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Block Party Aimed at Bridging Generations

July 26, 1996

It was an unusual pairing: a nationally renowned museum noted for its exhibitions about relocation of Japanese Americans during World War II and the staff of an offbeat 'zine published by three young Asian Americans.

The Japanese American National Museum and Giant Robot magazine teamed up to throw an outdoor party in Little Tokyo on Thursday aimed at bridging the generation gap.

Featuring performances by Asian American punk bands and an exhibition of Asian pop icons, the block party was an attempt to get young Japanese Americans excited about their culture and heritage.

"We, as a museum, want to preserve Japanese American culture. We figure unless younger people relate, they are not going to feel interested," said Mika Tanner, spokeswoman for the museum. "We have lots of programs on-site, but they just don't bring in a young audience."

Young Japanese Americans feel that the museum is about their grandparents' generation, not their own, and do not relate to the exhibits at a personal level, Tanner said.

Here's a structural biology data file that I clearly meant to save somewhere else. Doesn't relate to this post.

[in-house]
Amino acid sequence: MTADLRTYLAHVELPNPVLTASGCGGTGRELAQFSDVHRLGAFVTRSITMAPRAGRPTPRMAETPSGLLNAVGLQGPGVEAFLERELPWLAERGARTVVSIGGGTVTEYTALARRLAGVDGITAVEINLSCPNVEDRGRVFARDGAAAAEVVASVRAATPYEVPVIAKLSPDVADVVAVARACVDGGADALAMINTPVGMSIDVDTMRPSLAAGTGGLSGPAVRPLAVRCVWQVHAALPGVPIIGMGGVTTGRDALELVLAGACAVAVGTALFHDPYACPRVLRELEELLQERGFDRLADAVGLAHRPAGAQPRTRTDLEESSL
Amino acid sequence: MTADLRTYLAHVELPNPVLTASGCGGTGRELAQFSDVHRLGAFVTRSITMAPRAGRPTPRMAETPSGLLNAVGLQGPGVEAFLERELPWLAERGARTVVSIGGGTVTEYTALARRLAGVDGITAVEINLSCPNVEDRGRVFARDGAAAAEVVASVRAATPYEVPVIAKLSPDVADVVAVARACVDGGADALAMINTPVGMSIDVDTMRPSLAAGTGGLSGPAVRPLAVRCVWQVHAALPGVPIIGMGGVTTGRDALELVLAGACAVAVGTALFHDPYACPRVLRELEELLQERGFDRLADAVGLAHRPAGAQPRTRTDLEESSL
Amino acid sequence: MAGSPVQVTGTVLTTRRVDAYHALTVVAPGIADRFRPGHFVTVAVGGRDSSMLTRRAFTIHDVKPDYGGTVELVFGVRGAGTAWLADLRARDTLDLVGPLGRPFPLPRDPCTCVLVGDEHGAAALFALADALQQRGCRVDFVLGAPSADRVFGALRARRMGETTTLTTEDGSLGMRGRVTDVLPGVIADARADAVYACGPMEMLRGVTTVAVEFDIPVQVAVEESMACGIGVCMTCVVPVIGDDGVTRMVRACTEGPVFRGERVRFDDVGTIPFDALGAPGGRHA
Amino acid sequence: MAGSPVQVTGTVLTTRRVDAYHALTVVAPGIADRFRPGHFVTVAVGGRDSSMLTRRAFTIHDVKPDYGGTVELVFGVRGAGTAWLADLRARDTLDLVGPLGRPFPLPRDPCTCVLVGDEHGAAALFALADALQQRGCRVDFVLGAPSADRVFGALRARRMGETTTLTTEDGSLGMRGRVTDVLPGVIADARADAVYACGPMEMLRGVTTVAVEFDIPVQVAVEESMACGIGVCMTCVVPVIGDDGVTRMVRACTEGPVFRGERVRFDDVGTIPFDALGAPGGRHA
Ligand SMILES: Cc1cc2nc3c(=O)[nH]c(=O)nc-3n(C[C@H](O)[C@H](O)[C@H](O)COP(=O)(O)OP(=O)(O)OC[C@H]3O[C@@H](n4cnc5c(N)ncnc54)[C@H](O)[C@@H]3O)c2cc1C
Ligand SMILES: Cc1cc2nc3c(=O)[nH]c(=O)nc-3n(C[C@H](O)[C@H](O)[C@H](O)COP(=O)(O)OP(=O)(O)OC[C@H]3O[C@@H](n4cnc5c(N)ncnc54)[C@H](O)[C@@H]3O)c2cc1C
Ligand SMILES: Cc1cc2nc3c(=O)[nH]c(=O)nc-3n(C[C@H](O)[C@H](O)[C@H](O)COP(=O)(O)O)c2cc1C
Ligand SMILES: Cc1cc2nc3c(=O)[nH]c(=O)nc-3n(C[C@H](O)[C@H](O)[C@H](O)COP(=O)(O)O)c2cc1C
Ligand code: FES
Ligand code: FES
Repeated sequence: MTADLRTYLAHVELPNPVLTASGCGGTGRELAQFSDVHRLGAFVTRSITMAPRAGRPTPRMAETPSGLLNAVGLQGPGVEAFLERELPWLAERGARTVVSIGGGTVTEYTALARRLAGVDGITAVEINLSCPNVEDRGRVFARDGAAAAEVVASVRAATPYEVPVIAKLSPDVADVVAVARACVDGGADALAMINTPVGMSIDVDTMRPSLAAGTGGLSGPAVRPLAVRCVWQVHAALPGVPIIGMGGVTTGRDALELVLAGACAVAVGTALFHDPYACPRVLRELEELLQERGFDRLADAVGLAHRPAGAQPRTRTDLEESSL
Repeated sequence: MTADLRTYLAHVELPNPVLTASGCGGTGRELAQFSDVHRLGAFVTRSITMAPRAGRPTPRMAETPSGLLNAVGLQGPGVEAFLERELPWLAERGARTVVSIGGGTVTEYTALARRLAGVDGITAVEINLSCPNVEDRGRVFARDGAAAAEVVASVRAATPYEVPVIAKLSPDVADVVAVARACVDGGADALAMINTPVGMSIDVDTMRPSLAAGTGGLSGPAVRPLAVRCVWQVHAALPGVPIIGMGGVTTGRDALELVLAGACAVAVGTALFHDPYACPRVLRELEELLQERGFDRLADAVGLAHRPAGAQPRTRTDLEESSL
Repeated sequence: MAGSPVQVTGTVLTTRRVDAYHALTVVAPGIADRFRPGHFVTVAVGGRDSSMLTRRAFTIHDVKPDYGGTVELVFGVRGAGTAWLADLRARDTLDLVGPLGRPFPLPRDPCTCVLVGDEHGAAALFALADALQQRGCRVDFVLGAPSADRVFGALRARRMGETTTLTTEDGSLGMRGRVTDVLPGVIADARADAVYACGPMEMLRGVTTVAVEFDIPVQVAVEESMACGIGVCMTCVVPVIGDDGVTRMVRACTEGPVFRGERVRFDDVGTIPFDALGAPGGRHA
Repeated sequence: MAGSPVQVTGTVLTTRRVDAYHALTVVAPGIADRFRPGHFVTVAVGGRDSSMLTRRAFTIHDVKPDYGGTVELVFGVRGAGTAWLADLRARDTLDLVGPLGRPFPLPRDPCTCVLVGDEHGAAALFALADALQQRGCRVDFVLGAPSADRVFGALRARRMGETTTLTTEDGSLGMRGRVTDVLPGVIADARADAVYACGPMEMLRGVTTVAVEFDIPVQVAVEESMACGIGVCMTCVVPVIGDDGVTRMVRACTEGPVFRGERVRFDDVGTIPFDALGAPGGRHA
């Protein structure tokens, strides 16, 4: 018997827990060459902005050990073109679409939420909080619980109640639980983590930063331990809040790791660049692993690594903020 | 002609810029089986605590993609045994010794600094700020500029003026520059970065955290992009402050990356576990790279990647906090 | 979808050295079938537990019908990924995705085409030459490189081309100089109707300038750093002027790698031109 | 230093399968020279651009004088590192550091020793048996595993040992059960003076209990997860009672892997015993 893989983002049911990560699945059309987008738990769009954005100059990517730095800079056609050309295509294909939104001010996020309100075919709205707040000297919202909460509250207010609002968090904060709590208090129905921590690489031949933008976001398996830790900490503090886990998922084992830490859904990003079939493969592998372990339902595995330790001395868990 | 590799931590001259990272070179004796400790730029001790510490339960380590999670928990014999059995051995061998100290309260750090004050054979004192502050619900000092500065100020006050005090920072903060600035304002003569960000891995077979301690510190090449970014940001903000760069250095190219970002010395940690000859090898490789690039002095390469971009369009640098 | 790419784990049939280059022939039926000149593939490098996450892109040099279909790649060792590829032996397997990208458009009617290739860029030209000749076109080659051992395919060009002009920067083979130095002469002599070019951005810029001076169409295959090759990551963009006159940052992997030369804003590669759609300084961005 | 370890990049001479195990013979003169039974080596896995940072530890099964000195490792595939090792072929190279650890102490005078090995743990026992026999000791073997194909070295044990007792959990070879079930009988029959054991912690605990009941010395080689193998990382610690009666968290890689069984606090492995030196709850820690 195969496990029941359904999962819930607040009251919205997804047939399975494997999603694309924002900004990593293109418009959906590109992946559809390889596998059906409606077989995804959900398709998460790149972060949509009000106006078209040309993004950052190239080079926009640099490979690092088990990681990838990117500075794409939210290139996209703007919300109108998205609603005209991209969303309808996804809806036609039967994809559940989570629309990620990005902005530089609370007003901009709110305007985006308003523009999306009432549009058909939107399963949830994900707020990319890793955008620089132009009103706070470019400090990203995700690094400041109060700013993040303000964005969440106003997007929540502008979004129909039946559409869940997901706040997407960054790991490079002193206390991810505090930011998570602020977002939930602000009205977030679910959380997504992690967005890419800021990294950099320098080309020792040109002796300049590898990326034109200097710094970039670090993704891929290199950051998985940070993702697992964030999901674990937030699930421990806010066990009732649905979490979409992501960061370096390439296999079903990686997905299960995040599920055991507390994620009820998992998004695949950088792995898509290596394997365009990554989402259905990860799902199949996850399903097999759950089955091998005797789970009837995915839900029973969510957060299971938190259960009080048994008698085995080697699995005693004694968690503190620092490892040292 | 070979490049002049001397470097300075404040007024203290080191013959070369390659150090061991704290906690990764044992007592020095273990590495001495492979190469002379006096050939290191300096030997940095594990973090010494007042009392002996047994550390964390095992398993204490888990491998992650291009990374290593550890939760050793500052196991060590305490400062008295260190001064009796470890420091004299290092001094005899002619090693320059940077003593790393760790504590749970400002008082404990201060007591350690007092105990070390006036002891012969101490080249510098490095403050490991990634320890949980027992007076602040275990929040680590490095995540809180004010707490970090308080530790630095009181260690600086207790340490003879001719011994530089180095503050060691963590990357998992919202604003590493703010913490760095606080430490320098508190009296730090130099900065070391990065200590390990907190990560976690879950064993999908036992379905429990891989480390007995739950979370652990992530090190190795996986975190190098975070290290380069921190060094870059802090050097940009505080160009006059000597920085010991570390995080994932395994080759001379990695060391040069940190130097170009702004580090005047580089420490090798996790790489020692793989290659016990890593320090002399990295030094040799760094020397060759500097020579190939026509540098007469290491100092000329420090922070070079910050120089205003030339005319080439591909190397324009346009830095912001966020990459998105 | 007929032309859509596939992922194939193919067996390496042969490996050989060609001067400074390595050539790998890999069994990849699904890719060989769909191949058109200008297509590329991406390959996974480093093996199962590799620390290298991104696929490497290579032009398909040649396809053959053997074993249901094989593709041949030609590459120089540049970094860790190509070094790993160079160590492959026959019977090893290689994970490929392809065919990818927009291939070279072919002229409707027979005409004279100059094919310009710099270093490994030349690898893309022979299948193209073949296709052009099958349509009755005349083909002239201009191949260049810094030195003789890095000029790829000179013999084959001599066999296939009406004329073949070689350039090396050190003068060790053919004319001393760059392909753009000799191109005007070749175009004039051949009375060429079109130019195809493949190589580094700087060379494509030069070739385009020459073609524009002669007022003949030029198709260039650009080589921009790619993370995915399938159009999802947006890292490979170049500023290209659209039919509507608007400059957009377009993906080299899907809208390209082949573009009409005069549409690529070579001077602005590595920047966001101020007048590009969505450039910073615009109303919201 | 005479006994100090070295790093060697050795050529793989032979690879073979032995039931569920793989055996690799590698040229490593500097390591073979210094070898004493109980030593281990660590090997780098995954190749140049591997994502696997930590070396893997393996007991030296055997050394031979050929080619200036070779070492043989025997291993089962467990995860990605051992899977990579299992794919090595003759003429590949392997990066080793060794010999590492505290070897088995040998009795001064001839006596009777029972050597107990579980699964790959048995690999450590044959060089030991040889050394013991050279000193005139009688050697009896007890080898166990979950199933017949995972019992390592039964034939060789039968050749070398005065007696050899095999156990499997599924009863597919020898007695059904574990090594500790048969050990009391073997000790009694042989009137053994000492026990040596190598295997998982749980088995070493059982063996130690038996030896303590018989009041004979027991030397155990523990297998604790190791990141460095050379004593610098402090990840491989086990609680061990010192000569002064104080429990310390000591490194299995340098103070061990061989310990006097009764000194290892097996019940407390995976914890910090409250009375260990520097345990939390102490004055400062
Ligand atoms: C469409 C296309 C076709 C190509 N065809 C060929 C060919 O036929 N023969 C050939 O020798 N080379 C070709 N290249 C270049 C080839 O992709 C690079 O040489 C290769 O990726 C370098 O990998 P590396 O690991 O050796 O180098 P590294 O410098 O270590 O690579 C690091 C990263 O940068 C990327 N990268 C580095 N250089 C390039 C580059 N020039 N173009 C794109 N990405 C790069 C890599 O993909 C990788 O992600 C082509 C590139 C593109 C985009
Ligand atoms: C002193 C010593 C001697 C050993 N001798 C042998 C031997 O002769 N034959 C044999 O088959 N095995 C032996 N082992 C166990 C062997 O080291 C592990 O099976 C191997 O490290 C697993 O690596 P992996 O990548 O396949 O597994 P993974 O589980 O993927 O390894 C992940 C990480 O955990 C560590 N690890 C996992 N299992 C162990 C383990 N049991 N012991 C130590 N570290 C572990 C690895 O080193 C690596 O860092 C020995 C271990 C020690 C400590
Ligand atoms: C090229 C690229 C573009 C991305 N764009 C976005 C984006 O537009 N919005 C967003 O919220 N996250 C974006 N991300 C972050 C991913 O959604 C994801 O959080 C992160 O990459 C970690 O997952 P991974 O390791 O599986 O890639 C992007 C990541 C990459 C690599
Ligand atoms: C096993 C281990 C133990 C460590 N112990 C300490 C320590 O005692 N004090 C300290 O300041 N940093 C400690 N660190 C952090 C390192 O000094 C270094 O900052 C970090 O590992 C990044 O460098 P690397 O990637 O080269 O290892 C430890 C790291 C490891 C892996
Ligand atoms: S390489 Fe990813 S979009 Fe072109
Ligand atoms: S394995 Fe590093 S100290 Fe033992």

The feeling of alienation from the museum reflects a larger sense of separation from their heritage and communities such as Little Tokyo, she added.

"People really look at Little Tokyo as a historical place, not something living and breathing, just kind of a quaint little place to go have Japanese food," Tanner said.

Too often, she says, young people feel that they are not part of what is commonly considered the Japanese American experience: the internment camps where many older Japanese Americans were imprisoned and the U.S. battalions that Japanese American men fought in during World War II.

The evening block party featured performances outside the museum at Central Avenue and 1st Street by musical acts including J Church, Money Mark, the Red Aunts and DJ Simply Jeff.

Inside, the staff of Giant Robot assembled a display of Asian pop culture icons, including Japanese toys, Bruce Lee collectibles and a sumo exhibit.

"We're just trying to help out the museum by bringing in a different crowd," said Eric Nakamura, publisher and editor of the magazine.

A second concert party, which will be co-hosted with Yolk magazine, another Asian American publication, is scheduled for Aug. 15.

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